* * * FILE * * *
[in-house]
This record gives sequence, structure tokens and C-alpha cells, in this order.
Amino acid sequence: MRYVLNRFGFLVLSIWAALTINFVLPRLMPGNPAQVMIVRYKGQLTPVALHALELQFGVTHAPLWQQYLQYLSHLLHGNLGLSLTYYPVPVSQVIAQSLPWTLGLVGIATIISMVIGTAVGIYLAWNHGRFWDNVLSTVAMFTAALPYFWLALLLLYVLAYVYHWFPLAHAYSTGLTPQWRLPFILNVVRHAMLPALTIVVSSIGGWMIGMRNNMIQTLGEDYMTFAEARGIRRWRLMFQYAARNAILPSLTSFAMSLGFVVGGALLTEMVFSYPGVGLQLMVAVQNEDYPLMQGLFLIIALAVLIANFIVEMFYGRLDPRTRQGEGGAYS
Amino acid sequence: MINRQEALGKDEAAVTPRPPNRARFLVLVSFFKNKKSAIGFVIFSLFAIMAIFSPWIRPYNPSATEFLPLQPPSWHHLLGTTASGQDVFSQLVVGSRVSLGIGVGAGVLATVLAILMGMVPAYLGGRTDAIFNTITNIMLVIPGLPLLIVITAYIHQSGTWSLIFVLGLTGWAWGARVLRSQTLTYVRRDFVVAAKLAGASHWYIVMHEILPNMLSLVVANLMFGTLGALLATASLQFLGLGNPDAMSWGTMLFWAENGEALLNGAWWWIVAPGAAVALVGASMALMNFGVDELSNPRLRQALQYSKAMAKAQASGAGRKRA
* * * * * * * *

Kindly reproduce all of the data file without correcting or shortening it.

[in-house]
This record gives sequence, structure tokens and C-alpha cells, in this order.
Amino acid sequence: MRYVLNRFGFLVLSIWAALTINFVLPRLMPGNPAQVMIVRYKGQLTPVALHALELQFGVTHAPLWQQYLQYLSHLLHGNLGLSLTYYPVPVSQVIAQSLPWTLGLVGIATIISMVIGTAVGIYLAWNHGRFWDNVLSTVAMFTAALPYFWLALLLLYVLAYVYHWFPLAHAYSTGLTPQWRLPFILNVVRHAMLPALTIVVSSIGGWMIGMRNNMIQTLGEDYMTFAEARGIRRWRLMFQYAARNAILPSLTSFAMSLGFVVGGALLTEMVFSYPGVGLQLMVAVQNEDYPLMQGLFLIIALAVLIANFIVEMFYGRLDPRTRQGEGGAYS
Amino acid sequence: MINRQEALGKDEAAVTPRPPNRARFLVLVSFFKNKKSAIGFVIFSLFAIMAIFSPWIRPYNPSATEFLPLQPPSWHHLLGTTASGQDVFSQLVVGSRVSLGIGVGAGVLATVLAILMGMVPAYLGGRTDAIFNTITNIMLVIPGLPLLIVITAYIHQSGTWSLIFVLGLTGWAWGARVLRSQTLTYVRRDFVVAAKLAGASHWYIVMHEILPNMLSLVVANLMFGTLGALLATASLQFLGLGNPDAMSWGTMLFWAENGEALLNGAWWWIVAPGAAVALVGASMALMNFGVDELSNPRLRQALQYSKAMAKAQASGAGRKRA